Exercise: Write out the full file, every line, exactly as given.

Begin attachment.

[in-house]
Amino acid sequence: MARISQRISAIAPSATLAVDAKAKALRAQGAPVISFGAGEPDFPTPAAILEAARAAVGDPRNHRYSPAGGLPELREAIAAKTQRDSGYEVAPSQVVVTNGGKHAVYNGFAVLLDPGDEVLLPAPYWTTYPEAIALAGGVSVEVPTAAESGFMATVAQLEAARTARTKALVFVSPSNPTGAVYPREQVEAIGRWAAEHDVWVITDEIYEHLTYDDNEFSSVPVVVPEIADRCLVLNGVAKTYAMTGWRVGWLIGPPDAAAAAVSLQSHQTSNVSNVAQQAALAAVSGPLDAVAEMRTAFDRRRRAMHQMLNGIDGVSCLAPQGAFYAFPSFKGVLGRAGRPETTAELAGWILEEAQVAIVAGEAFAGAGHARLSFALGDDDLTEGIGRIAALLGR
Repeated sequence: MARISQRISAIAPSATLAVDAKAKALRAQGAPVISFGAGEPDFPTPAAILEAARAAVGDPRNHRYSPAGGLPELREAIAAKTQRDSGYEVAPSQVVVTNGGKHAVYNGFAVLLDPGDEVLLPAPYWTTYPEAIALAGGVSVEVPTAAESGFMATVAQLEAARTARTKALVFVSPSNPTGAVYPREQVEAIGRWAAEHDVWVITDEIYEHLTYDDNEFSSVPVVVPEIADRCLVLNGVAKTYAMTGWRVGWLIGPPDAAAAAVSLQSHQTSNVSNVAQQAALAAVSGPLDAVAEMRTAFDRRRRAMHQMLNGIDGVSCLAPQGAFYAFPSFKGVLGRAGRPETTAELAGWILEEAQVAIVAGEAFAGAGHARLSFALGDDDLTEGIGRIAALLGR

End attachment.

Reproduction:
[in-house]
Amino acid sequence: MARISQRISAIAPSATLAVDAKAKALRAQGAPVISFGAGEPDFPTPAAILEAARAAVGDPRNHRYSPAGGLPELREAIAAKTQRDSGYEVAPSQVVVTNGGKHAVYNGFAVLLDPGDEVLLPAPYWTTYPEAIALAGGVSVEVPTAAESGFMATVAQLEAARTARTKALVFVSPSNPTGAVYPREQVEAIGRWAAEHDVWVITDEIYEHLTYDDNEFSSVPVVVPEIADRCLVLNGVAKTYAMTGWRVGWLIGPPDAAAAAVSLQSHQTSNVSNVAQQAALAAVSGPLDAVAEMRTAFDRRRRAMHQMLNGIDGVSCLAPQGAFYAFPSFKGVLGRAGRPETTAELAGWILEEAQVAIVAGEAFAGAGHARLSFALGDDDLTEGIGRIAALLGR
Repeated sequence: MARISQRISAIAPSATLAVDAKAKALRAQGAPVISFGAGEPDFPTPAAILEAARAAVGDPRNHRYSPAGGLPELREAIAAKTQRDSGYEVAPSQVVVTNGGKHAVYNGFAVLLDPGDEVLLPAPYWTTYPEAIALAGGVSVEVPTAAESGFMATVAQLEAARTARTKALVFVSPSNPTGAVYPREQVEAIGRWAAEHDVWVITDEIYEHLTYDDNEFSSVPVVVPEIADRCLVLNGVAKTYAMTGWRVGWLIGPPDAAAAAVSLQSHQTSNVSNVAQQAALAAVSGPLDAVAEMRTAFDRRRRAMHQMLNGIDGVSCLAPQGAFYAFPSFKGVLGRAGRPETTAELAGWILEEAQVAIVAGEAFAGAGHARLSFALGDDDLTEGIGRIAALLGR